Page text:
Art Auction Fundraiser

Reviewed by Chris Miner
Auction Previews Nov.22, 23 from 2-7 pm
Friday, Nov. 24 from 2 - 4pm
Kingston Arts Council Gallery

Photographs: Chris Miner

It was polygamist love at first sight. At about twelve years old, I acquired a book about modern art and obsessed over Arp, Miro, Klee, Kandinsky, Picasso, Pollock, Chagall, Maholy-Nagy, Dadaism, Futurism and the like for years. The freedom they represented, their acts of hubris, even their exotic names helped me survive suburbia and high school. The small reproductions in that book revealed strange laws of physics and aesthetics. These mysteries fascinated me, capturing my attention and feeding my imagination, contributing to a belief that anything is possible.

Then I moved to downtown Toronto and camped out at the AGO whenever I could. Moore, Oldenburg and Giacometti became my new heros. I felt I sort of understood their languages - ideas, invention, recognizable and unrecognizable forms, texture and colour - far better than those of billboards and catalogues. Paradoxically, my formal studies were in the more realist media of photography and film.

I was reminded of all this when invited to respond to the works offered in the current Modern Fuel/ Grand Theatre art auction. They are on display at the Kingston Arts Council space in the Masonic Lodge - a wonderfully open space, with high ceilings and too many echos, it seemed both a museum and an ideal studio at the same time. I immediately felt at ease there, surrounded by the silent presence of paintings, sculptures and photographs, a number being the efforts of friends. Exhibits have often helped me escape habitual worries and brought me to my senses, and this was no exception.

I first noticed large paintings and small sculptures. My eyes refused to let one painting, mostly red acrylic, stay flat on the canvas - it appeared to ripple and wave into the room. I studied a collection of objects (a croquet ball, Scrabble letters, a button, a little rooster) which may contain many stories, but maybe haven't any except those I make up. A screen, but not a t.v. or a computer, the remains of an Etch-a-sketch, was converted to a sculpture. Within a different frame, a group of four well-loved tools had their ends covered with what might be described as knitted caps. All, to my mind, suitably inscrutible and unfamiliar but also what I hope for from art - the chance to challenge my assumptions, to know both inner and outer worlds differently.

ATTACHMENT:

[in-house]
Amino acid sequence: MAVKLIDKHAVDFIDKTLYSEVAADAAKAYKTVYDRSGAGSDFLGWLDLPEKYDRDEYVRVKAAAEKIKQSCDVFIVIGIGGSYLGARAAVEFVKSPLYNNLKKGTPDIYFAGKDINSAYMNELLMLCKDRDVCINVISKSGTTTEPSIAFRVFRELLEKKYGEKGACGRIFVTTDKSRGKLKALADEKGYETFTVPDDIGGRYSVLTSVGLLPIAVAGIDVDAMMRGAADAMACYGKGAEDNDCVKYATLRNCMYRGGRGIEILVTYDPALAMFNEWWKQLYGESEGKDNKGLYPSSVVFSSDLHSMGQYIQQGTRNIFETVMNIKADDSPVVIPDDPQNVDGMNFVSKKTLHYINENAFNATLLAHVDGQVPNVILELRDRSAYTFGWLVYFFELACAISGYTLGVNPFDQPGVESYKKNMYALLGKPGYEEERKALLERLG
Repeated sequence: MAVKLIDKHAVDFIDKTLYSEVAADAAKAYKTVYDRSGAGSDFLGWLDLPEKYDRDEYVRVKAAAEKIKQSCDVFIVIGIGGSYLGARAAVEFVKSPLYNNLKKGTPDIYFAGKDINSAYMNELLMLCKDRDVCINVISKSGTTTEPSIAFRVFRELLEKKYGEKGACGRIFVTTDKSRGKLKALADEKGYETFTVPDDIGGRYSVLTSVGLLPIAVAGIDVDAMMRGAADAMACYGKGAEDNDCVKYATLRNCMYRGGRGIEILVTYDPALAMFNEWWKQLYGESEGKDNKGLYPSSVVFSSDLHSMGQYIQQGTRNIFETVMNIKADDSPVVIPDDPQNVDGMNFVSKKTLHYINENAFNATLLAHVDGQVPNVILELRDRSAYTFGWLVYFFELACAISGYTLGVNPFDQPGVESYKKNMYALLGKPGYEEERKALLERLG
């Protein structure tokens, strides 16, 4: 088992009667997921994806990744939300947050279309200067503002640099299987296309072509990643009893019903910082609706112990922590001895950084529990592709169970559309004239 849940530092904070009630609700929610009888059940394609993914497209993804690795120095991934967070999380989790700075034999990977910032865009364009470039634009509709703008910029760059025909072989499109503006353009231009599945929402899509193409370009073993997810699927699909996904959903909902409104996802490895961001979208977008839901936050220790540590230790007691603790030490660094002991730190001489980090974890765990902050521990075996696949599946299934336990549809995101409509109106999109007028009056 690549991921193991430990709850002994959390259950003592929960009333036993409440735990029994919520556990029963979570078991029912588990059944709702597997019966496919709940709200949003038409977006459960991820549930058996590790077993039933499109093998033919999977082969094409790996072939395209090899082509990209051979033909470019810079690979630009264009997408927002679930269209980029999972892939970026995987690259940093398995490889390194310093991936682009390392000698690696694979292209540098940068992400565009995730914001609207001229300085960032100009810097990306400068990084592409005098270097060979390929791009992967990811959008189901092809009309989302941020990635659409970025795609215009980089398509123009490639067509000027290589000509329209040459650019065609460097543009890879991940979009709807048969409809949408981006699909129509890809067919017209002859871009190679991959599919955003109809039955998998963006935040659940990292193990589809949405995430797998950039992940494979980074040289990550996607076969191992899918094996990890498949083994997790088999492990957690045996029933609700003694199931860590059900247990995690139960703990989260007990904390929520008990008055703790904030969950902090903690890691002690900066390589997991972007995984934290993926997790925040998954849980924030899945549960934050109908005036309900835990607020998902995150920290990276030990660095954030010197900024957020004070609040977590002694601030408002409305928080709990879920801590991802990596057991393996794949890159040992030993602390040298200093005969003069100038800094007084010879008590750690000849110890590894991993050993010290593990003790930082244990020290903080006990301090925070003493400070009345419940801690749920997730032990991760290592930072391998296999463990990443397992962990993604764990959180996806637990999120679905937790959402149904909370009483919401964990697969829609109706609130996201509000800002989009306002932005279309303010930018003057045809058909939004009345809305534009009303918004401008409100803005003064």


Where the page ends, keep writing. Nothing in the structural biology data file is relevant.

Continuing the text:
About four dozen pieces have been donated to this fundraising auction by local artists. I've written here about my enthusiasm for modern art, but more conventional genres are well-represented also. What makes this an effective show for me is that a true variety of styles are brought together and juxtaposed. With work of consistantly high quality, the artists involved have created an atmosphere of fun and generosity I hope many will choose to enjoy and support. You might fall in love with art - maybe more than once.


Chris Miner is a Kingston photographer. He prefers to create abiguity and narrative in his photographs. He works with traditional materials and methods. He will have a show in the Atrium at the Central Branch of the Kingston and Frontenac Public Library in late fall, 2007.


Art Auction Fundraiser

Previews Nov.22, 23 from 2-7 pm
Friday, Nov. 24 from 2 - 4pm
Kingston Arts Council Gallery
Wellington St. Theatre building
126 Wellington St. (Johnson St. entrance)
Gala Event
December 3, 1-4pm
Wellington Street Theatre
Tickets for the auction are $20 at The Grand Theatre Box Office



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